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Federal Employees News Digest : Sep 2, 2013
Phil Piemonte, Managing Editor E-mail: firstname.lastname@example.org What's Inside44 SEPTEMBER 2, 2013 • VOL. 63, NO. 7 Decision blocks appeal rights for feds in 'sensitive' jobs The U.S. Court of Appeals for the Federal Circuit last month issued a rul- ing which, if it stands, will result in hun- dreds of thousands of federal employees effectively being stripped of their appeal rights under civil service law when jobs are labeled "sensitive." The decision came in Kaplan v. Conyers, a case involving two Defense Department employees who were indefi- nitely suspended and demoted, respec- tively, when they were found ineligible to occupy "noncritical sensitive" positions. The circuit court ruled that employ- ees who occupy sensitive positions are not eligible to appeal their cases to the Merit Systems Protection Board, because MSPB "cannot review the merits of DOD national security determinations con- cerning eligibility of an employee to occupy a sensitive position that impli- cates national security." Major setback "This is an unprecedented setback for government accountability and oversight," Stephen M. Kohn, executive director of the National Whistleblower Center, said in a statement. "The appeals court has permitted executive agencies to blacklist or fire employees who, by law, are covered under the Civil Service Reform Act." "That law was designed to protect fed- eral employees who report 'waste, fraud and abuse' through lawful channels and was also designed to ensure that the fed- eral workforce was free from discrimina- tion, unlawful patronage and retaliatory actions," continued Kohn. "Instead, agen- cies such as the Department of Defense can simply claim that an employee occu- pies a 'sensitive' position, strip them of their civil service rights and fire them without regard to civil service protec- tions." Others weigh in Another leading whistleblower advoca- cy group, the Government Accountability Project, noted that the ruling in the case is in line with a rule proposed by the Office of the Director of National Intelligence and the Office of Personnel Management that would permit agencies to designate virtually any federal government job as sensitive for reasons of national security. The group said that such a rule would be open to abuse. "If an agency fires an employee, it must defend its actions under a host of laws, including the Civil Service Reform Act; the Whistleblower Protection Act; and [equal employment opportunity] laws banning race, sex, religious, age or hand- icap discrimination," said GAP Legal Director Tom Devine. "If [an agency] says the worker is 'ineligible for a sensi- tive job,' all those rights turn into a soap bubble. The worker is defenseless. As in a Kafka novel, the employee is not even entitled to know why." "Last year Congress unanimously passed the Whistleblower Protection Enhancement Act due to hostile Federal Circuit activism creating judicial loop- It's all about timing First, a word about being a government worker and having a federal job. The good news---or bad news---depends on when and where you have that job. Example: In my teens, for gross miscon- duct, I was shipped off from downtown D.C. to live with an uncle and aunt in a very, very, rural isolated town in western Kentucky. Major culture shock. The local school had grades 1 through 12. My graduating class, the biggest in many years, was 17 kids. Oh, and there was a recession on. Work was hard to come by. Upon graduation, the boys faced military service (I went into the Army at age 17 and one month). Some of the girls stayed around, but most people, male and female, headed for Indianapolis, St. Louis, Louisville or Nashville. Where there were jobs. At our 20th school reunion---after I spent 20 years back in D.C.---nobody asked any- body what they did, what their job was. Nobody. The question was: "Where are you now?" Unlike D.C.---where your job, your title, your access, is everything---my class- mates could care less about what you did. They wanted to know where you were, who you married, that sort of thing. All of the "kids" knew I had come from and gone back to Washington. When one asked how I was doing, I told him I was with the Post. (As in The Washington Post news- paper.) He didn't bat an eye that I worked a INSIGHT BY MIKE CAUSEY continued on page 2 For more news...see Federal Daily at www.FederalDaily.com • Debt ceiling fight looms 4 • GAO report reveals lax oversight 4 • In Brief 5 • Informed Investor 7 • Federal Benefits Q&A 8 continued on page 3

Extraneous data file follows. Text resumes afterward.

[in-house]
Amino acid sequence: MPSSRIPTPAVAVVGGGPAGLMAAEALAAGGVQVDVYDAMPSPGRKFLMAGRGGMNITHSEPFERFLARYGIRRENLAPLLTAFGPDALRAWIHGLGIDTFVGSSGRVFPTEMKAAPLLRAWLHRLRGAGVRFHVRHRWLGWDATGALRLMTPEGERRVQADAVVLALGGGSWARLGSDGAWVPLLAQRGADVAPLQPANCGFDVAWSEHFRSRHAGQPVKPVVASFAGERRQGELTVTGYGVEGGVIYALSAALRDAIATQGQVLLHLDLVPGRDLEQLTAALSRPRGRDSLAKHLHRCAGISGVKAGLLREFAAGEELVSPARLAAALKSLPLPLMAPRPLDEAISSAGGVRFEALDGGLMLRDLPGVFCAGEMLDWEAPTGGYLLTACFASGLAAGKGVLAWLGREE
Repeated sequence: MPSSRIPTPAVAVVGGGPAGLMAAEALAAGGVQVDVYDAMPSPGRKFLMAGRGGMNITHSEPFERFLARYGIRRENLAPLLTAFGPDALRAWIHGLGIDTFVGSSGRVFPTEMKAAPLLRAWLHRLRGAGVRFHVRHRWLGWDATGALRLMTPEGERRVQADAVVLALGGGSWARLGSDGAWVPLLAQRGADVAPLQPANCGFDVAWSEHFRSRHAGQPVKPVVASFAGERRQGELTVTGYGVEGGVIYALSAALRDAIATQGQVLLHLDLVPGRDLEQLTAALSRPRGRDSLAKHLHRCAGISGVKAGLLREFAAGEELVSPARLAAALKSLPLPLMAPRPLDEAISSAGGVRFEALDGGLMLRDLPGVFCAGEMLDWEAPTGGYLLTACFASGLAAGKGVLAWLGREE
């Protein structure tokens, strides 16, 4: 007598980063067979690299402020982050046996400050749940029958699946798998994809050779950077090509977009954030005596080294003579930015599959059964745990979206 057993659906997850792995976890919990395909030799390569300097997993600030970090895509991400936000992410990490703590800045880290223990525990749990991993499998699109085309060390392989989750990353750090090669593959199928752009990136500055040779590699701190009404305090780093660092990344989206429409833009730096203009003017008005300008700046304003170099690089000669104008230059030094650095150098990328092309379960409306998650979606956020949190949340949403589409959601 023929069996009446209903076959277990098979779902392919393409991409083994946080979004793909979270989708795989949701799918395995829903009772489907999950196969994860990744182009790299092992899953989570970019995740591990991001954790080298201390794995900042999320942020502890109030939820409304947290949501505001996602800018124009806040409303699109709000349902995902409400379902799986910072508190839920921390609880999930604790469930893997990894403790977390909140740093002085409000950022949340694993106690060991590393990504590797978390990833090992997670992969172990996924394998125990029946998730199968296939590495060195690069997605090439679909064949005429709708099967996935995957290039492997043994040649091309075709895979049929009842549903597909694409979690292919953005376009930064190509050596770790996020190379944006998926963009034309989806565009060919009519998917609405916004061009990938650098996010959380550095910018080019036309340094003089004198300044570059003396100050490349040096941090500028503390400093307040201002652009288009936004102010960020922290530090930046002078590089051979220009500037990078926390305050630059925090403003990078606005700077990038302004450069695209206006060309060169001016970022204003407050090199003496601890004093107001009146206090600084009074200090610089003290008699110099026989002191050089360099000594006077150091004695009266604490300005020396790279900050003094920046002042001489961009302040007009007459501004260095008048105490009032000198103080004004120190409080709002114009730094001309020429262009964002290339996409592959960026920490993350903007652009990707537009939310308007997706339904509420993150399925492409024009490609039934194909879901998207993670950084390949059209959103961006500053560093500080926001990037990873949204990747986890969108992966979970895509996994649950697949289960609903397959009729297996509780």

Aug 26, 2013
Sep 9, 2013